Why Women Who Win the World Cup Earn $2 Million While Men Earn $8 Million For Losing
The pay gap between male and female workers doesn’t just exist at the office — it’s also present in sports.
The Women’s World Cup championship game kicked off Sunday evening in Vancouver, Canada at BC Place Stadium. Millions worldwide watched a game that would eventually end with a controversial outcome — according to Mary Pilon for Politico — not in terms of scoring, or sportsmanship or penalties — but in terms of the winning payout.
The game ended with a decisive 5-2 U.S. victory, but what exactly did the U.S. team win?
The take-home prize this year for the Women’s U.S. team was $2 million, which seems a handsome enough reward until it is compared to what the male winners of last year’s World Cup won: Germany took home $35 million in prize money in 2014. For further comparison, men’s teams who lose in the first round of the World Cup still walk away with $8 million — they get $1.5 million just for participating.
The overall payout for this year’s entire women’s World Cup tournament was $15 million, which is $20 million less than what Germany won last year.
In 2014, women’s soccer teams had a salary cap of $200,000 per team; men’s teams had a salary base of $3.1 million.
Pilon — who makes the egregious mistake of omitting, or perhaps just being ignorant of, revenue facts between various men’s and women’s sports organizations — also points out the gender pay differences in other sports.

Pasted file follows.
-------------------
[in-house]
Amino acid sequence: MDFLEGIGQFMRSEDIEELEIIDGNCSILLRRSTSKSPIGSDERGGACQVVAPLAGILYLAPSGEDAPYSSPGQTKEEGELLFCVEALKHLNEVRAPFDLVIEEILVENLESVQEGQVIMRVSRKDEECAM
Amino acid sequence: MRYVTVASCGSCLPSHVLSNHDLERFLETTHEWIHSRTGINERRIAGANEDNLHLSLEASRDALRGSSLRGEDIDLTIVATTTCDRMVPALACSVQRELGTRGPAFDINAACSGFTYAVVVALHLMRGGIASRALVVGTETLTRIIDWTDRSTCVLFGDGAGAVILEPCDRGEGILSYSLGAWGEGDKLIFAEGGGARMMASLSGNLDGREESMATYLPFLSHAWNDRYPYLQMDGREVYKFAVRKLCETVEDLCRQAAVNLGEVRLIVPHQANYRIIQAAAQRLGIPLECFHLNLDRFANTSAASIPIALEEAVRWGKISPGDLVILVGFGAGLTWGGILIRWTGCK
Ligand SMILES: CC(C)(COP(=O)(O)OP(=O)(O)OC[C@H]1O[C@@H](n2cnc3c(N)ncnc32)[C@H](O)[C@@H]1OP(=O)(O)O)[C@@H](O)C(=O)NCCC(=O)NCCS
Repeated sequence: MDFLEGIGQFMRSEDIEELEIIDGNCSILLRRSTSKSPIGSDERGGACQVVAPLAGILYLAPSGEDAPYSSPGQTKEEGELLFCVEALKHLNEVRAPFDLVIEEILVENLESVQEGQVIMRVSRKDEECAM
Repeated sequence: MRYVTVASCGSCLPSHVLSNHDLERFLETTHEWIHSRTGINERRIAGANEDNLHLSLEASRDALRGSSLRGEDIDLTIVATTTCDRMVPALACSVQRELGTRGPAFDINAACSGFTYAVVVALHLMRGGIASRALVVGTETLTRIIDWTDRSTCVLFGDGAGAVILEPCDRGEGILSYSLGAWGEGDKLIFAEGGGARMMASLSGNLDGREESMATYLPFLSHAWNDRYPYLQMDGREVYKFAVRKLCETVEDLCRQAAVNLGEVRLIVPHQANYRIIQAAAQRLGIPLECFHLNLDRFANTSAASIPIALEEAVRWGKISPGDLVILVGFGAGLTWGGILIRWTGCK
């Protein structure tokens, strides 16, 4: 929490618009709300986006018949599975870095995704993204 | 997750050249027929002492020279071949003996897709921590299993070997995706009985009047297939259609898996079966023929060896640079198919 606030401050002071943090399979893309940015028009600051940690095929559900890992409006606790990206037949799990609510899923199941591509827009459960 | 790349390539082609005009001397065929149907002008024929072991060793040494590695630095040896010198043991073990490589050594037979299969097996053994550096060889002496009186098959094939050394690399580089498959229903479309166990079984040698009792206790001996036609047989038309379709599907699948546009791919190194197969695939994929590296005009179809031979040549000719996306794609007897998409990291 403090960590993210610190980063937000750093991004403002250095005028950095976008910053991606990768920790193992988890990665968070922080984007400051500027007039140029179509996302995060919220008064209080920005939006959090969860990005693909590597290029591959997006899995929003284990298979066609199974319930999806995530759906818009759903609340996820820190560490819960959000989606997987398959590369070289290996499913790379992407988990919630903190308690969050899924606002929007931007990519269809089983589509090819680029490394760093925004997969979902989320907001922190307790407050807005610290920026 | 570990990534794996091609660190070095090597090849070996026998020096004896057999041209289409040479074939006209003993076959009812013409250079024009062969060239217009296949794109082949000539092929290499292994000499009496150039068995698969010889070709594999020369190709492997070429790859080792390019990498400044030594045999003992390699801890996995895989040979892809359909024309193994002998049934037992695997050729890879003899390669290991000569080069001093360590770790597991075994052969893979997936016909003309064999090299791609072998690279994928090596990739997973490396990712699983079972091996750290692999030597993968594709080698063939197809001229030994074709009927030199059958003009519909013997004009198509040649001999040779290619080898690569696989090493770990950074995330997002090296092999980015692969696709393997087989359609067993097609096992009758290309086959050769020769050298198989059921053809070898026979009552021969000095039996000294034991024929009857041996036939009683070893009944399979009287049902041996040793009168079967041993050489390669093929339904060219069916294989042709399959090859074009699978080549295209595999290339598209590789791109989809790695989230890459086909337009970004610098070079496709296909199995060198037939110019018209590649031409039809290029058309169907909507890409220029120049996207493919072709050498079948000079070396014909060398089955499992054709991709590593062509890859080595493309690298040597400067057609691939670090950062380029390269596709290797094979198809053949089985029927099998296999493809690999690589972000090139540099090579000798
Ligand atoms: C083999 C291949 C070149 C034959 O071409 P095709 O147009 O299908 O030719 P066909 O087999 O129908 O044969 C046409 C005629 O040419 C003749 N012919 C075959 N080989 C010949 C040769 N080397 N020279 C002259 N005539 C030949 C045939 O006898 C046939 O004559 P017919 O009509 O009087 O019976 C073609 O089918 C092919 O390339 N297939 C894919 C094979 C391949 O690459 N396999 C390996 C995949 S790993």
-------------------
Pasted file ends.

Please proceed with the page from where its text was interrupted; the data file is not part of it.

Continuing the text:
The total PGA tournament prize money for men, for instance, was five times greater than the LPGA, as men took home $250 million compared to women’s $50 million winning total. In the WNBA, the base salary for players last year was $38,000, while the lowest an NBA player could be paid was $490,180.
According to Nielsen ratings, the U.S. women’s national team’s victory over Japan was the highest metered market rating ever for a soccer game on a network, drawing in over 22 million viewers by the game’s end.
While the pay gap between male and female sports teams is drastic, to say the least, there is little to be done until more publicity is consistently generated by women’s athletic events.
Many people might not know this, but despite our large and loyal following which we are immensely grateful for, NextShark is still a small bootstrapped startup that runs on no outside funding or loans.
Everything you see today is built on the backs of warriors who have sacrificed opportunities to help give Asians all over the world a bigger voice.
However, we still face many trials and tribulations in our industry, from figuring out the most sustainable business model for independent media companies to facing the current COVID-19 pandemic decimating advertising revenues across the board.
We hope you consider making a contribution so we can continue to provide you with quality content that informs, educates and inspires the Asian community.
Even a $1 contribution goes a long way. Thank you for everyone’s support. We love you all and can’t appreciate you guys enough.